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Title: SU-E-T-404: Evaluation of the Effect of Spine Hardware for CyberKnife Spinal Stereotactic Radiosurgery

Abstract

Purpose: Spine hardware made of high-Z materials such as titanium has the potential to affect the dose distribution around the metal rods in CyberKnife spinal stereotactic radiosurgery (SRS) treatments. The purpose of this work was to evaluate the magnitude of such effect retrospectively for clinical CyberKnife plans. Methods: The dose calculation was performed within the MultiPlan treatment planning system using the ray tracing (RT) and Monte Carlo (MC) method. A custom density model was created by extending the CT-to-Density table to titanium density of 4.5 g/cm3 with the CT number of 4095. To understand the dose perturbation caused by the titanium rod, a simple beam setup (7.5 mm IRIS collimator) was used to irradiate a mimic rod (5 mm) with overridden high density. Five patient spinal SRS cases were found chronologically from 2010 to 2015 in our institution. For each case, the hardware was contoured manually. The original plan was re-calculated using both RT and MC methods with and without rod density override without changing clinical beam parameters. Results: The simple beam irradiation shows that there is 10% dose increase at the interface because of electron backscattering and 7% decrease behind the rod because of photon attenuation. For actual clinicalmore » plans, the iso-dose lines and DVHs are almost identical (<2%) for calculations with and without density override for both RT and MC methods. However, there is a difference of more than 10% for D90 between RT and MC method. Conclusion: Although the dose perturbation around the metal rods can be as large as 10% for a single beam irradiation, for clinical treatments with complex beam composition the effect of spinal hardware to the PTV and spinal dose is minimal. As such, the MC dose algorithm without rod density override for CyberKnife spinal SRS is acceptable.« less

Authors:
; ; ; ; ; ;  [1]
  1. University Hospitals Case Medical Center, Cleveland, OH (United States)
Publication Date:
OSTI Identifier:
22548450
Resource Type:
Journal Article
Journal Name:
Medical Physics
Additional Journal Information:
Journal Volume: 42; Journal Issue: 6; Other Information: (c) 2015 American Association of Physicists in Medicine; Country of input: International Atomic Energy Agency (IAEA); Journal ID: ISSN 0094-2405
Country of Publication:
United States
Language:
English
Subject:
60 APPLIED LIFE SCIENCES; 61 RADIATION PROTECTION AND DOSIMETRY; ALGORITHMS; BACKSCATTERING; BEAMS; COMPUTERIZED TOMOGRAPHY; DISTURBANCES; EVALUATION; MONTE CARLO METHOD; RADIATION DOSE DISTRIBUTIONS; RADIATION DOSES; RADIOTHERAPY; SURGERY; TITANIUM; VERTEBRAE

Citation Formats

Yuan, J, Zhang, Y, Zheng, Y, Wessels, B, Machtay, M, Yao, M, and Lo, S. SU-E-T-404: Evaluation of the Effect of Spine Hardware for CyberKnife Spinal Stereotactic Radiosurgery. United States: N. p., 2015. Web. doi:10.1118/1.4924765.
Yuan, J, Zhang, Y, Zheng, Y, Wessels, B, Machtay, M, Yao, M, & Lo, S. SU-E-T-404: Evaluation of the Effect of Spine Hardware for CyberKnife Spinal Stereotactic Radiosurgery. United States. doi:10.1118/1.4924765.
Yuan, J, Zhang, Y, Zheng, Y, Wessels, B, Machtay, M, Yao, M, and Lo, S. Mon . "SU-E-T-404: Evaluation of the Effect of Spine Hardware for CyberKnife Spinal Stereotactic Radiosurgery". United States. doi:10.1118/1.4924765.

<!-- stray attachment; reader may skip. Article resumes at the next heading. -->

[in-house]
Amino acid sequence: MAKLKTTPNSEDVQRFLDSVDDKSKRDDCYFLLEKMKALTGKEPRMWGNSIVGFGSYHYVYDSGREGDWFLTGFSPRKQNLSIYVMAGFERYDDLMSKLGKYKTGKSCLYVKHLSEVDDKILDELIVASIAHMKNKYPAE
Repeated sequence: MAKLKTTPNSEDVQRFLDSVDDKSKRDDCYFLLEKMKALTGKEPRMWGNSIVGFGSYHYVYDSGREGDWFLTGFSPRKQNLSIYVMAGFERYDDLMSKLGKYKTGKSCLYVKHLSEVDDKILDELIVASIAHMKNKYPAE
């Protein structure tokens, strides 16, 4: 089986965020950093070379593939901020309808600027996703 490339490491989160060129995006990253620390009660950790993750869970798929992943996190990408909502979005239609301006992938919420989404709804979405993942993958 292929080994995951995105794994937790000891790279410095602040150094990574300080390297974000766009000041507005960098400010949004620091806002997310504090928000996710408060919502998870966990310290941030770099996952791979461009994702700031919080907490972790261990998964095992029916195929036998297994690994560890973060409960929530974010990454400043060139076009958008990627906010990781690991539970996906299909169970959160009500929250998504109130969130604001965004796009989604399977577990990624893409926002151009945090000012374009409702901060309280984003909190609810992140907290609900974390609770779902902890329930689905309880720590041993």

@article{osti_22548450,
title = {SU-E-T-404: Evaluation of the Effect of Spine Hardware for CyberKnife Spinal Stereotactic Radiosurgery},
author = {Yuan, J and Zhang, Y and Zheng, Y and Wessels, B and Machtay, M and Yao, M and Lo, S},
abstractNote = {Purpose: Spine hardware made of high-Z materials such as titanium has the potential to affect the dose distribution around the metal rods in CyberKnife spinal stereotactic radiosurgery (SRS) treatments. The purpose of this work was to evaluate the magnitude of such effect retrospectively for clinical CyberKnife plans. Methods: The dose calculation was performed within the MultiPlan treatment planning system using the ray tracing (RT) and Monte Carlo (MC) method. A custom density model was created by extending the CT-to-Density table to titanium density of 4.5 g/cm3 with the CT number of 4095. To understand the dose perturbation caused by the titanium rod, a simple beam setup (7.5 mm IRIS collimator) was used to irradiate a mimic rod (5 mm) with overridden high density. Five patient spinal SRS cases were found chronologically from 2010 to 2015 in our institution. For each case, the hardware was contoured manually. The original plan was re-calculated using both RT and MC methods with and without rod density override without changing clinical beam parameters. Results: The simple beam irradiation shows that there is 10% dose increase at the interface because of electron backscattering and 7% decrease behind the rod because of photon attenuation. For actual clinical plans, the iso-dose lines and DVHs are almost identical (<2%) for calculations with and without density override for both RT and MC methods. However, there is a difference of more than 10% for D90 between RT and MC method. Conclusion: Although the dose perturbation around the metal rods can be as large as 10% for a single beam irradiation, for clinical treatments with complex beam composition the effect of spinal hardware to the PTV and spinal dose is minimal. As such, the MC dose algorithm without rod density override for CyberKnife spinal SRS is acceptable.},
doi = {10.1118/1.4924765},
journal = {Medical Physics},
issn = {0094-2405},
number = 6,
volume = 42,
place = {United States},
year = {2015},
month = {6}
}